Re: Interesting blog comment/post about Flight MH370

From: Hilary Kitching

Date: 2014-04-07 09:17:22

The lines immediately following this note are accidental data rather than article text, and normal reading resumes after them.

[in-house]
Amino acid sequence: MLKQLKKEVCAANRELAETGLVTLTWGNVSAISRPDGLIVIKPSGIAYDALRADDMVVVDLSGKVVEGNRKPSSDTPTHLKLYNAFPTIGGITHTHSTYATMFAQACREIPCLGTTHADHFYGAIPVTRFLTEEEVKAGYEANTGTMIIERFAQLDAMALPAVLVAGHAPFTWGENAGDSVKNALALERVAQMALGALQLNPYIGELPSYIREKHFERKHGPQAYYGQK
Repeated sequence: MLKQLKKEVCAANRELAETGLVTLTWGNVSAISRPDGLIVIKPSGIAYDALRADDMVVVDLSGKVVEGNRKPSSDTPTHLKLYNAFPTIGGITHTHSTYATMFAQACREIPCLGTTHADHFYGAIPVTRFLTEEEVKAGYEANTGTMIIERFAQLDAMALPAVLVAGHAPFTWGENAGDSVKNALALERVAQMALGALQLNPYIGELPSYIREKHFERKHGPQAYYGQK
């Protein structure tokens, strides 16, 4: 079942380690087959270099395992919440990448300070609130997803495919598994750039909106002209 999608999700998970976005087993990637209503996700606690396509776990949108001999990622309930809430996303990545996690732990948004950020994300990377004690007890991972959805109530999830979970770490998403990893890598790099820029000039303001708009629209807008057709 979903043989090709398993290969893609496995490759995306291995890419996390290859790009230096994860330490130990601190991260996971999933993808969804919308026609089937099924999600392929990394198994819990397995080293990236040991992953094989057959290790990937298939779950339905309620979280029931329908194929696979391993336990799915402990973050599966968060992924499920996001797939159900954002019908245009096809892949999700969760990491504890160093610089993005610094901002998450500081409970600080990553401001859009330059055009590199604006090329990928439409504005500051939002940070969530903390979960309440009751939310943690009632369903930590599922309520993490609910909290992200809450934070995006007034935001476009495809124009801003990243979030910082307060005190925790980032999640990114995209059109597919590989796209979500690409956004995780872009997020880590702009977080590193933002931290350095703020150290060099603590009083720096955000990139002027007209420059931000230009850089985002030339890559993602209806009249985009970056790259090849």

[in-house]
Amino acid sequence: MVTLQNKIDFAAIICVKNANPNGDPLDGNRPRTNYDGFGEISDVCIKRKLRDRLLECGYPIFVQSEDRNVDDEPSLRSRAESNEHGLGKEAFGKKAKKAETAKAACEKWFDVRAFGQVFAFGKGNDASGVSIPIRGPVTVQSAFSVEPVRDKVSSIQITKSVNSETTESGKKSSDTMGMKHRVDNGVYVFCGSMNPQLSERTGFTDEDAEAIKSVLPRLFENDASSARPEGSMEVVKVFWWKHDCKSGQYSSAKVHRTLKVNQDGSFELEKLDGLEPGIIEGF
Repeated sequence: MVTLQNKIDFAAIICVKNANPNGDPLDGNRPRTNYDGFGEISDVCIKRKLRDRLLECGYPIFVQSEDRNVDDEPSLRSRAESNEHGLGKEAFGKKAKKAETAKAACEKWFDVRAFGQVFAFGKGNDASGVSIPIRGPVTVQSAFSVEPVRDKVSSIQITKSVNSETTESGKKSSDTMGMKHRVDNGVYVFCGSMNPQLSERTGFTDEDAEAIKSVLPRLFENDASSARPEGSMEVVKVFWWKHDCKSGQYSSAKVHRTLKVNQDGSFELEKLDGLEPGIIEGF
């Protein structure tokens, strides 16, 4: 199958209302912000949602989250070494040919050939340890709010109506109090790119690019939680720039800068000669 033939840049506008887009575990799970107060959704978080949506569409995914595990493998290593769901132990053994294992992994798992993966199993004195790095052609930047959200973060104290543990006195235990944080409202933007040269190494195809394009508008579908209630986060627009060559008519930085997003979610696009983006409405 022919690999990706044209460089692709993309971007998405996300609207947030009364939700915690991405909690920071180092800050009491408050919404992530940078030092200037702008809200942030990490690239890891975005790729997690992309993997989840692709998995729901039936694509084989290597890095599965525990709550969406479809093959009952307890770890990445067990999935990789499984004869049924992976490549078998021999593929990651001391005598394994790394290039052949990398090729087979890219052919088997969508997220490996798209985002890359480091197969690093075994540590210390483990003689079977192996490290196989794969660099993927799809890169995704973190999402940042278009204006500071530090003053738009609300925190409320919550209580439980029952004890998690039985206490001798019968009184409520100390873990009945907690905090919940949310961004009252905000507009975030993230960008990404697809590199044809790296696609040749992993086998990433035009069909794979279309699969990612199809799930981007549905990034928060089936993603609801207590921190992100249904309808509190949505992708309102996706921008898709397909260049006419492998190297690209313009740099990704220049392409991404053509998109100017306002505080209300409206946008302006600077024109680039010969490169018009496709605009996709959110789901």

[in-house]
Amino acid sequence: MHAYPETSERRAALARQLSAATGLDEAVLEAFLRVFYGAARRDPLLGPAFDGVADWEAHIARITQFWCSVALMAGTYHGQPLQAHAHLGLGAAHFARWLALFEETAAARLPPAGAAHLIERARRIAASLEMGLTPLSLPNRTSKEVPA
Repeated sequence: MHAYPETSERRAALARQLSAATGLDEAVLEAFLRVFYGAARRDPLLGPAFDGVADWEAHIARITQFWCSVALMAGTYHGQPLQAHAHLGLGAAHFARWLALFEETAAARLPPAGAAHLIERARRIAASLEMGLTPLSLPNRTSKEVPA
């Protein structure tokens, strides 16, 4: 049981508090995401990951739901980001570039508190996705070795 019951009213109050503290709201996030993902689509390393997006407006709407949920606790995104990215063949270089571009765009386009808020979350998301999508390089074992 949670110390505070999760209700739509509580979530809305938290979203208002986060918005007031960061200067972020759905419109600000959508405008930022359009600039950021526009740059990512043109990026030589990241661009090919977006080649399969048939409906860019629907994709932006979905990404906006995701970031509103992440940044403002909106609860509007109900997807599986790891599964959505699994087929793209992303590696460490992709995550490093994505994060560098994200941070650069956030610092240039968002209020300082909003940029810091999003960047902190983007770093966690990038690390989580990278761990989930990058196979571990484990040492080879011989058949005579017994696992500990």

Also try for tech and history of aircraft on a global scale. It’s a great resource for images of many types of aircraft photographed by serious enthusiasts including pilots themselves.  I haven’t searched for this particular aircraft on the site yet but you might find something of interest there if you do. Sent from my iPhone On 6 Apr 2014, at 19:59, “Andrew Johnson” wrote:   I was trying to find out something about the manufacture date of the aircraft and found this page:…   It shows the model/type of Rolls Royce engines fitted to the aircraft. I then wanted to try and find out if the engine monitoring system was fitted to these engines (designed in the 1990s). Searching around for information about this, led to me to a comment on the blog below, which has a reasoned analysis of what might have happened. I am not saying I think this is correct, but the person who posted the blog seems to know what they are talking about!   It has some notes about previous aircraft incidents/crashes.   earthlinggb.wordpres…   Nalliah Thayabharan said, on March 22, 2014 at 1:25 am Whatever happened to the Malaysia Airlines Flight MH370, it occurred quickly. The problem had to be big enough. There could have possibly been a cockpit fire that cut off radar and all other communications. The Boeing 777, registration 9M-MRO, was delivered new to Malaysia Airlines on May 31, 2002. The tip of the wing of this aircraft broke off Aug. 9, 2012, as it was taxiing at Pudong International Airport outside Shanghai. The wingtip collided with the tail of a China Eastern Airlines A340 plane. The aircraft was powered by two Rolls-Royce Trent 892 engines.had accumulated over 20,000 hours and 3,000 cycles in service. The stolen passports are not necessarily related to the disappearance of the plane since passengers use false identities for illegal immigration. The disaster is most similar to the mysterious disappearance of Air France Flight 447, which killed all 228 people on board. Investigations were unable to conclusively come up with a reason for the crash of the Airbus A330 until the plane’s black boxes – its flight and voice data recorders – were recovered from the bottom of the Atlantic Ocean 2 yrs later.Air France Flight 447 provided a cautionary tale against premature speculation. The accident was initially blamed by the airline on a thunderstorm. Later, investigators pinpointed ice that caused faulty speed sensor readings on the plane. But data recovered after a 2-year search led authorities to conclude that pilot error had also played a part – the crew’s handling of the plane after the auto-pilot was disengaged put it into a stall from which it could not recover. Malaysia Airlines Flight MH370′s disappearance marks the fourth hull loss of a Boeing 777 – the previous being Asiana Airlines Flight 214 with three fatalities. In 2005, during a flight from Perth to Kuala Lumpur the crew received a “stall warning” forcing the pilot to turn back. On Jul 29, 2011 an Egyptair flight MS-667 – Boeing 777-200, registration SU-GBP was preparing for departure from Cairo (Egypt) to Jeddah (Saudi Arabia) at gate F7 with 291 passengers already boarded waiting for a delayed last passenger until doors could be closed .when a fire erupted in the cockpit causing smoke to also enter the cabin. Emergency exits were not opened, all passengers vacated the aircraft through the smoke and the main doors.What a lucky set of crew and passengers. Imagine the horror had they been airborne.The aircraft was subsequently written off as beyond economical repair.The more worrying part of the report on the Egypt Air fire was that the investigation discovered the suspect wiring and it’s brackets did not comply with the Boeing blueprints and a very large batch of 777s had been delivered with the same fault. If such a fire occurred at FL 350 (35,000 ft), on an aircraft flying 850 km/h (475 knots), it is plausible to assume it would be catastrophic. If such a quick and devastating cockpit fire occurred aboard Malaysia Airlines Flight MH370, it could be consistent with some of the known facts: * communications being cut abruptly (pilots struggling to extinguish it, speed of fire, electronics destroyed)* no mayday signals sent (no time before cockpit uninhabitable due to smoke and fire, and/or instruments destroyed),* the transponder going down,* no calls from passengers (too high for cell-phone contact, no time, panic)* perhaps the “mumbling” when another pilot from Flight MH 83 to Narita radioed (e.g. if static or 850 km/h wind sounded like mumbling) and * perhaps a change of course and/or altitude (if the plane continued to fly for some time, even with the cockpit electronics destroyed due to a growing fire), Evidently the Aircraft Communications Addressing and Reporting System – ACARS went inoperative few minutes before the last communications with the pilot. Disabling the ACARS is not easy,. Most probably an electrical problem or an electrical fire cause the shutdown of the ACARS than a manual shutdown and the pilots probably were not even aware ACARS was not transmitting. Things could have been in the process of going wrong, unknown to the pilots. The loss of transponders and communications were most probably caused by an electrical fire. In the case of an electrical fire, the first response is to pull the main busses and restore circuits one by one until the bad one is isolated. If pilots pulled the busses, the plane would go silent. It was probably a very serious fire and the pilots were occupied with controlling the plane and trying to fight the cockpit fire. Aviate, navigate, and lastly, communicate is the only way in such situations. Probably the pilot was turning towards the closest airport – Langkawi with an approach over water and no obstacles. The pilot did not turn towards Kuala Lampur most probably due to the fact that he had 8,000-ft ridges to cross. The pilot obviously knew the terrain was friendlier towards Langkawi, which also was closest airport. An electrical fire might not be as fast and furious, and there may or may not be incapacitating smoke. However there is the possibility, given the timeline, that there was an overheat on one of the front landing gear tires, it blew on takeoff and started slowly burning due to under inflated tires, especially with heavy plane and long-run takeoff. A front landing gear tire fire would produce horrific, incapacitating smoke. On departing Kuala Lumpur, Flight 370 would have had fuel for 8 hrs of flying. The flight burned almost 25% in the first hour with takeoff and the climb to cruise. So when the turn was made the flight would have had more than 6 hrs worth of fuel. The pilots were overcome by smoke and the plane continued on the heading, probably on George (autopilot), until it ran out of fuel and it crashed. This correlates with the Inmarsat Satellite data pings being received until fuel exhaustion. The flight continued until time to fuel exhaustion confirms that the pilots were incapacitated and the flight continued on. The aircraft was expected to contact air traffic control in Ho Chi Minh City as it passed into Vietnamese airspace just north of the point where contact was lost. The captain of another flight MH 83 – Boeing 777 – flying 30 minutes ahead of the MH370 had attempted to reach the pilots of MH370 “just after 1:30 a.m.” to relay Vietnamese Air Traffic Control’s request for MH370 to contact it; the captain said he was able to establish contact, but just heard the voice at the other end, believed to be that of co-pilot Fariq Abdul Hamid, was just a mumble and there was a lot of static interference. The ‘mumble’ could be the vital clue – for hypoxia starves the brain of its cognitive faculties and the victim becomes like someone heavily intoxicated, unable to think or speak properly, before passing out. Three crashes in the past 15 years have been attributed to the pilots passing out from hypoxia – lack of oxygen – resulting in their aircraft flying on for hours until they ran out of fuel and crashed. The timing of the mumbled contact from MH370 fits in with the final coherent words spoken by co-pilot Fariq Abdul Hamid– ‘All right – Good night’ – at 1.19am on March 3 as MH370 passed over Malaysia’s north east coast and headed out over the Gulf of Thailand. May be one of the pilots had desperately tried to turn the aircraft back to the nearest airport Langkawi resulting in the sharp turn but had passed out after making that manoeuvre and the plane had continued on westwards either on autopilot or with that system switched off. Stupified fumbling with the controls might have resulted in systems being shut down. In Oct 1999 top-ranked golfer Payne Stewart, 3 other passengers and the pilots of a chartered Learjet 35, were killed when all on board were incapacitated due to lack of oxygen as it flew across the United States. The jet flew on over the southern and mid-west USA for almost 4 hrs and 2,500 km before it ran out of fuel and crashed in a field in South Dakota. In Sep 2000 a chartered Beechcraft 200 Super King Air plane set out from Perth, Western Australia, for a mining town in the same State, but later air traffic control was unable to make any sense of the pilot’s words and he seemed unable to respond to instructions. 3 other aircraft failed to make radio contact with the pilot and the Beechcraft flew on for 5 hrs before running out of fuel and crashing in the desert, resulting in Australian media referring to it as the Ghost Flight. In 2005 a Greek airliner – a Helios Airways Boeing 737 – crashed into a mountain near Athens, killing all 121 on board after investigators concluded that the jet had lost cabin pressure and it became too late for the pilots to reach for their oxygen masks before they became unconscious. In that case, it was found that one of the cabin attendants had come around enough to try to save the aircraft and had struggled with the controls – in vain. Could such a scenario have occurred on flight MH370? It is a question which might take years to answer, if at all. Much of the wreckage may be at the bottom of the Indian Ocean. The size of the debris field will be one of the first indicators of what happened. A smaller field would indicate the plane probably fell intact, breaking up upon impact with the water. Discovering the debris can take days. . If it is due to a deadly mechanical breakdown then Malaysia Airlines should take the blame.   < Reply via web post Reply to sender Reply to group Start a New Topic Messages in this topic (1)